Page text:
As regards the functions performed, particularly worth noting is that the taxpayer is requested to present not only the specific intercompany transaction under review, but also how such operations are integrated in the supply chain of the group and – ultimately – how they contribute to the value creation.
Method for the determination of the transfer pricing (Article 4)
Adopting the OECD principles and the 'most appropriate method rule', the Decree describes the transfer pricing methodologies applicable and designates the criteria for selecting the relevant one to be applied in each specific case. The five methods identified are:
- Comparable uncontrolled price;
- Cost plus method;
- Resale price method;
- Transactional net margin method; and
- Profit split method.
In addition, Article 4 permits also the adoption of alternative methods provided that the taxpayer can demonstrate that it would be impossible to adopt the abovementioned methodologies; and only then if the application of the alternative method leads to a coherent outcome with respect to the outcome that would be reached between two independent enterprises engaged in a comparable transaction.
Aggregation of combined transactions (Article 5)
Generally, the arm's-length principle has to be applied and verified as regards every single intercompany transaction. Nevertheless, the Decree indicates the circumstances in which two or more transactions may be tested on an aggregated basis (i.e. homogeneous, bundled, or complementary operations).
Arm's-length range (Article 6)
The Decree introduces a specific definition of 'arm's-length range' as the range of values that comprises all transactions comparable to the tested transaction. It also explains the concept according to which if the financial indicator (price or margin) does not fall within the arm's-length range and the tax authorities rectify it in order to make it fall within the latter, the taxpayer still has the right to present arguments demonstrating that the conditions of the controlled transaction satisfy the arm's-length principle. The tax administration may in any case disregard such arguments [only] upon proper examination.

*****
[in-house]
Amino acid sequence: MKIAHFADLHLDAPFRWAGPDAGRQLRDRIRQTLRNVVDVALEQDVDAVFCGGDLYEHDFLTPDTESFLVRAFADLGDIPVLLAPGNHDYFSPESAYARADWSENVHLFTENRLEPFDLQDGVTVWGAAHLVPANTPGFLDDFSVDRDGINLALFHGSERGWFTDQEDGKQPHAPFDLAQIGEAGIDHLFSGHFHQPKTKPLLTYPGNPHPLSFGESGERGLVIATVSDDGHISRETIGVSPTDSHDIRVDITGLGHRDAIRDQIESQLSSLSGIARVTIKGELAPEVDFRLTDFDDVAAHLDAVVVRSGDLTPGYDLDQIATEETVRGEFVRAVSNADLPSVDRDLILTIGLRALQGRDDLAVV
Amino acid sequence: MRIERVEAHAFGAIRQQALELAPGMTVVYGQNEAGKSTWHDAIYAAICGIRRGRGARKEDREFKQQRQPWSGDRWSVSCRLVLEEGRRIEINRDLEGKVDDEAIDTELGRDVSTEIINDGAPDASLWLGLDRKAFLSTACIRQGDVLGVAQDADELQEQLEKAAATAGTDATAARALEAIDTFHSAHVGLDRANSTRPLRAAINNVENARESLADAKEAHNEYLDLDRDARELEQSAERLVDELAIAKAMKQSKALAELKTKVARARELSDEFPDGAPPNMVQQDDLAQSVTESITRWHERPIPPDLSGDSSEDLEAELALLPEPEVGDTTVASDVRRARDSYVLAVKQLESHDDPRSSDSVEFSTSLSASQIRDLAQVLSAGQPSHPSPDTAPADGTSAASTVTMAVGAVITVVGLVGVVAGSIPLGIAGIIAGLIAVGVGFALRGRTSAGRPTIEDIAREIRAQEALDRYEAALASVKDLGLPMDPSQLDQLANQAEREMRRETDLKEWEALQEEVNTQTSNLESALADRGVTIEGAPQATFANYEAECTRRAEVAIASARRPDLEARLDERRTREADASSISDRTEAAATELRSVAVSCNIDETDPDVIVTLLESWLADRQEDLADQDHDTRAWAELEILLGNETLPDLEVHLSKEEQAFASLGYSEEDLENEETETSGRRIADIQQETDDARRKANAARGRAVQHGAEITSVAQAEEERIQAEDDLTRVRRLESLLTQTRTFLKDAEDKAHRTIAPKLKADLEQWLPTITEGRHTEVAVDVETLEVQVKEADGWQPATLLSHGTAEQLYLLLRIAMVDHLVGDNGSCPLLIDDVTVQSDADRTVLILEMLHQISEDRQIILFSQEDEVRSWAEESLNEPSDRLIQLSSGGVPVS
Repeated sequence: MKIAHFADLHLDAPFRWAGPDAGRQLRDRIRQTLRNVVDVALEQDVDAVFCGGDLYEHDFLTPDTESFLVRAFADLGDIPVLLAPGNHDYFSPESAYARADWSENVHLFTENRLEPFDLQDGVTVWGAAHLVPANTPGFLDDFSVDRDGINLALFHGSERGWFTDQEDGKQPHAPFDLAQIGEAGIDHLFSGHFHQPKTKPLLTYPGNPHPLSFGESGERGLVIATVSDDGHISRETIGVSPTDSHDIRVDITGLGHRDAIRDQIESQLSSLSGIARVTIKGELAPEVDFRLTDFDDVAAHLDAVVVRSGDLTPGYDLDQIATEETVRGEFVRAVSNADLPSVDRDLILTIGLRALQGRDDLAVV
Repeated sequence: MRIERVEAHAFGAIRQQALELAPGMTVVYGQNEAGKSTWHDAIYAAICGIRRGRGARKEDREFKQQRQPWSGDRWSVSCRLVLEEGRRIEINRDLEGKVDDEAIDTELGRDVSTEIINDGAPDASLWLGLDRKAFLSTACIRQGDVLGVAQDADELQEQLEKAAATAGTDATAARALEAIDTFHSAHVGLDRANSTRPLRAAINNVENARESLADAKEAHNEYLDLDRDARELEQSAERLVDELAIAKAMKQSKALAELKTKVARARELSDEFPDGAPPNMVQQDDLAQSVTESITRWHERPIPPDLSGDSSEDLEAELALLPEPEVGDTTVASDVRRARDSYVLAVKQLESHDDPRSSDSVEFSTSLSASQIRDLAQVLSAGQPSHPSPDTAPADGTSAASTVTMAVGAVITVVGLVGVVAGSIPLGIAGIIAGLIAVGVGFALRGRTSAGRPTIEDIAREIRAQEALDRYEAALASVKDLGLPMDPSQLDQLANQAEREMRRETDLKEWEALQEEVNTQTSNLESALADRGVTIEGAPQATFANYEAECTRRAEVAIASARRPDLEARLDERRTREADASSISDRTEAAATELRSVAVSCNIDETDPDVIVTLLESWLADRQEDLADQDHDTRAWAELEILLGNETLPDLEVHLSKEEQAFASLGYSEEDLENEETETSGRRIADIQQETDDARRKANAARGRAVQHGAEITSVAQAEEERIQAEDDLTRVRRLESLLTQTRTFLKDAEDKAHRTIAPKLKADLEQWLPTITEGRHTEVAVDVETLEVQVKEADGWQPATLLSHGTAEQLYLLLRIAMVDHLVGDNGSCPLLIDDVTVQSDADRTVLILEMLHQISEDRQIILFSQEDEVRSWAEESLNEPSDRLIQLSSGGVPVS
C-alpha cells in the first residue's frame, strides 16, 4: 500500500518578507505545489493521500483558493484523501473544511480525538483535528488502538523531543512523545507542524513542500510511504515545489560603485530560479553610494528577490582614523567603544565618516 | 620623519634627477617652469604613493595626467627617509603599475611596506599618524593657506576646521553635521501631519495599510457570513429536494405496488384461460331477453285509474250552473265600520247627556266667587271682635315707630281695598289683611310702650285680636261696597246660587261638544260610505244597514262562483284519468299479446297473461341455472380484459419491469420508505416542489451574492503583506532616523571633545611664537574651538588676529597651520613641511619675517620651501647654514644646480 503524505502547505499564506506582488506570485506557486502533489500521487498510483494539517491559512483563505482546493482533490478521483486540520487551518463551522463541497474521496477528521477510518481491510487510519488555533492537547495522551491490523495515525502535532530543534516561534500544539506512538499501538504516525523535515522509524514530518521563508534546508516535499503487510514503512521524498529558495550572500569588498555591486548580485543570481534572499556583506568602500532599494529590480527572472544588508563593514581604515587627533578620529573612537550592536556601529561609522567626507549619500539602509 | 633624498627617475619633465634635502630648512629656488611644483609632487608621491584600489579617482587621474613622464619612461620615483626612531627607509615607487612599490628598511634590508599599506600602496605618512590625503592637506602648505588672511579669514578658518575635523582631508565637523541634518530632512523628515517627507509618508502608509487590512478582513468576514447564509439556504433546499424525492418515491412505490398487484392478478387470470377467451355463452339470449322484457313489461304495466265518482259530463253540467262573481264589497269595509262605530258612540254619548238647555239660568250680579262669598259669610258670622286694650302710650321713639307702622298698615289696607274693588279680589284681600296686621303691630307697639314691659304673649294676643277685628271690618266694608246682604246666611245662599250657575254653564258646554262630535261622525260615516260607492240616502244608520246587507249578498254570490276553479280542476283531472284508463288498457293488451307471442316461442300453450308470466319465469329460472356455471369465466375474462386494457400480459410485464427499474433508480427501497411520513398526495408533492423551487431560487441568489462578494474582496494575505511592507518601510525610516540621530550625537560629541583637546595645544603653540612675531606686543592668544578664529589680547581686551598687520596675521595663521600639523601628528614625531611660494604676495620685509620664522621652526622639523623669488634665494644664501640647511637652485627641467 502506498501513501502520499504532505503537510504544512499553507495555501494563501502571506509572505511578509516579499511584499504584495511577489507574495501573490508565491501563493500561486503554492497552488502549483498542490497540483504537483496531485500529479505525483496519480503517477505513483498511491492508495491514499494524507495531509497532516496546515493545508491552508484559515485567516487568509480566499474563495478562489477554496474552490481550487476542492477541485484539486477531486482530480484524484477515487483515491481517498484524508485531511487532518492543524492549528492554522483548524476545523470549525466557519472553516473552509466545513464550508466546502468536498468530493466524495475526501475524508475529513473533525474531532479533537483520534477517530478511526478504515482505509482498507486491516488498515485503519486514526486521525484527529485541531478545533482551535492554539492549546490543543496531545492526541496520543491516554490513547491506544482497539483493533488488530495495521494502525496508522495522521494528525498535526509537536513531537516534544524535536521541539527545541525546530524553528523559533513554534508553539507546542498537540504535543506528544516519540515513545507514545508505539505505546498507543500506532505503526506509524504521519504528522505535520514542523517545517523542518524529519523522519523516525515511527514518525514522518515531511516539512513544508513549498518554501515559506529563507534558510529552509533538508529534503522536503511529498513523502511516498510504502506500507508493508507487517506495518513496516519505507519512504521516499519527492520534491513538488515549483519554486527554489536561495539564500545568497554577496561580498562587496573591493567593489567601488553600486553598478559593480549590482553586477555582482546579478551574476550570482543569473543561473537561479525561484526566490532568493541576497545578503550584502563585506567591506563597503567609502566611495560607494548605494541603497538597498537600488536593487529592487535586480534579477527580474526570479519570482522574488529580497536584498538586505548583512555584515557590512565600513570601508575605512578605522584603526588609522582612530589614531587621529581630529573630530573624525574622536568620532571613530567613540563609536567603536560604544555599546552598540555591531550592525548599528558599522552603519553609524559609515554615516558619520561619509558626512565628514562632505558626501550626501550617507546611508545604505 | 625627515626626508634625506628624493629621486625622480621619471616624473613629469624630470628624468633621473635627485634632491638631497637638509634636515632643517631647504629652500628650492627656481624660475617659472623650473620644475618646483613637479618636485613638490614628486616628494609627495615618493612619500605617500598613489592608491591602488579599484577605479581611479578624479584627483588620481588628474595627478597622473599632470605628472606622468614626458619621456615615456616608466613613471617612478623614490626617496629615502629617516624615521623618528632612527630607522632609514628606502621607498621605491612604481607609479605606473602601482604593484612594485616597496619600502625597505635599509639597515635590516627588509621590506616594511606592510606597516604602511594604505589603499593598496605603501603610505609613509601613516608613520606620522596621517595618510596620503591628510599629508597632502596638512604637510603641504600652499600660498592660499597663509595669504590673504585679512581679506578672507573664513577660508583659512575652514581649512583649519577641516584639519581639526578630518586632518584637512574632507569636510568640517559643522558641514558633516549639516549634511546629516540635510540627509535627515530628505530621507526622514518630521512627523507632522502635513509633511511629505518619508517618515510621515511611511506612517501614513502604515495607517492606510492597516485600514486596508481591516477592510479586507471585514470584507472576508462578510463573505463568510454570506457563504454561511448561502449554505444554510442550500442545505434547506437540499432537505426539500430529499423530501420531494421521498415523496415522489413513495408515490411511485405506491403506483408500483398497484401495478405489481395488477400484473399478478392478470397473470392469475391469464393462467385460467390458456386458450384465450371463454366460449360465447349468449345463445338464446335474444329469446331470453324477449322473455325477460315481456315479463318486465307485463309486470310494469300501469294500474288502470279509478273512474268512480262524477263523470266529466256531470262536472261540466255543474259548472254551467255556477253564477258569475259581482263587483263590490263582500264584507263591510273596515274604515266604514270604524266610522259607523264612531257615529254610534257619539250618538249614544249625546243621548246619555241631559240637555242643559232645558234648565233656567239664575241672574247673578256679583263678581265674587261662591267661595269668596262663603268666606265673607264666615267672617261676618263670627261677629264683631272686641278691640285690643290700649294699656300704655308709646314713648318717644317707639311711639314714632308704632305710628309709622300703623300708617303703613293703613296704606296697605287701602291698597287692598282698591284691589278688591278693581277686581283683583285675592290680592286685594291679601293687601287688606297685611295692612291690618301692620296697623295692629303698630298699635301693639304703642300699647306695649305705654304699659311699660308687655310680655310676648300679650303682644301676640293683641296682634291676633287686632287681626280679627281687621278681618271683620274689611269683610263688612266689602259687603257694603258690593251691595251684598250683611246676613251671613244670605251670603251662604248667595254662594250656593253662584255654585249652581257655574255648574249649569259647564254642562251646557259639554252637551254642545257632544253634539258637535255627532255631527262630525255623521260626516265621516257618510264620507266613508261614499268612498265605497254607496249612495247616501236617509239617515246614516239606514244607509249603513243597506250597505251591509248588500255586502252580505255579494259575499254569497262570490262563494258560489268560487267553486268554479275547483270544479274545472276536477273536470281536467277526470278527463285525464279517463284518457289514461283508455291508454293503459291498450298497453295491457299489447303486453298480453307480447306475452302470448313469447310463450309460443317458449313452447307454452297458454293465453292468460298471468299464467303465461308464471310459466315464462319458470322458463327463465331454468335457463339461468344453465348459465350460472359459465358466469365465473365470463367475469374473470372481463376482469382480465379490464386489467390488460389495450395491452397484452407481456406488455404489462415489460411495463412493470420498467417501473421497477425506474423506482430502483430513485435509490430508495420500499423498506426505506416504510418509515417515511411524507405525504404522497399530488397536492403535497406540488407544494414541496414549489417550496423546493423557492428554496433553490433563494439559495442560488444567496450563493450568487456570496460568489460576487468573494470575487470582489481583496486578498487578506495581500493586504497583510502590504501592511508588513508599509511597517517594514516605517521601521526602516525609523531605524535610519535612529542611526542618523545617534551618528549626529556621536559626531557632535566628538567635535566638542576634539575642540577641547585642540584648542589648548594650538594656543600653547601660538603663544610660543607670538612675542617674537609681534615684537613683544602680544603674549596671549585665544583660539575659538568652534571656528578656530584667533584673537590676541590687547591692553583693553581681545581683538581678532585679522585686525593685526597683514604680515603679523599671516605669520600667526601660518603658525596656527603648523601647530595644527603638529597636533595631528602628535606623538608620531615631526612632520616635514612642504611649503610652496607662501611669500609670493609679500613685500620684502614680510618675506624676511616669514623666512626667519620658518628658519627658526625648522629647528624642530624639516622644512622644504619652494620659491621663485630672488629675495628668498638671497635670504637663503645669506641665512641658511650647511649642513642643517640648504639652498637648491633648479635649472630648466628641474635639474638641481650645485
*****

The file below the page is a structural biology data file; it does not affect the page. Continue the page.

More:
Due to the large amount of debate and discussion that often arises (especially during tax inspections) concerning the point of the range that should be selected as the most appropriate to reflect a market remuneration/profitability, practical input and additional clarification are expected from the Central Revenue.
Low value-adding services (Article 7)
Article 7 – recalling the latest July 2017 version of the OECD guidelines – introduces a simplified procedure for calculating the relevant remuneration for low-value-adding services. In fact, for these kinds of services it is possible to aggregate direct and indirect costs adding a 5% mark-up in order to have an arm's-length remuneration.
Low-value-adding services are defined as ancillary and non-core activities of the multinational group, not requiring the use of high-value intangibles and not entailing substantial risks.
Documentation (Article 8)
The Decree entrusted to a decision of the Director of the Italian Revenue Agency the updating of the provisions relating to the so-called 'penalty protection regime', the transfer pricing documentation and the indication of the criteria on the basis of which such documentation could be considered appropriate to verify compliance with the arm's-length principle, so granting the non-application of administrative penalties in cases of challenges under a tax inspection.
The documentation will be considered suitable in all cases in which it provides the Italian tax authorities with all the information needed for a proper transfer pricing analysis, regardless of the method used and the selection of comparable companies identified in the comparability analysis. Similarly, the documentation will be considered suitable even if it is incomplete or contains partial inaccuracies that do not compromise the audit activity.
Other provisions (Article 9)
Additional provisions for further implementation of the transfer pricing requirements will be delivered periodically by the Italian Revenue Agency, also in light of the updates to the transfer pricing guidelines that are to be released by the OECD.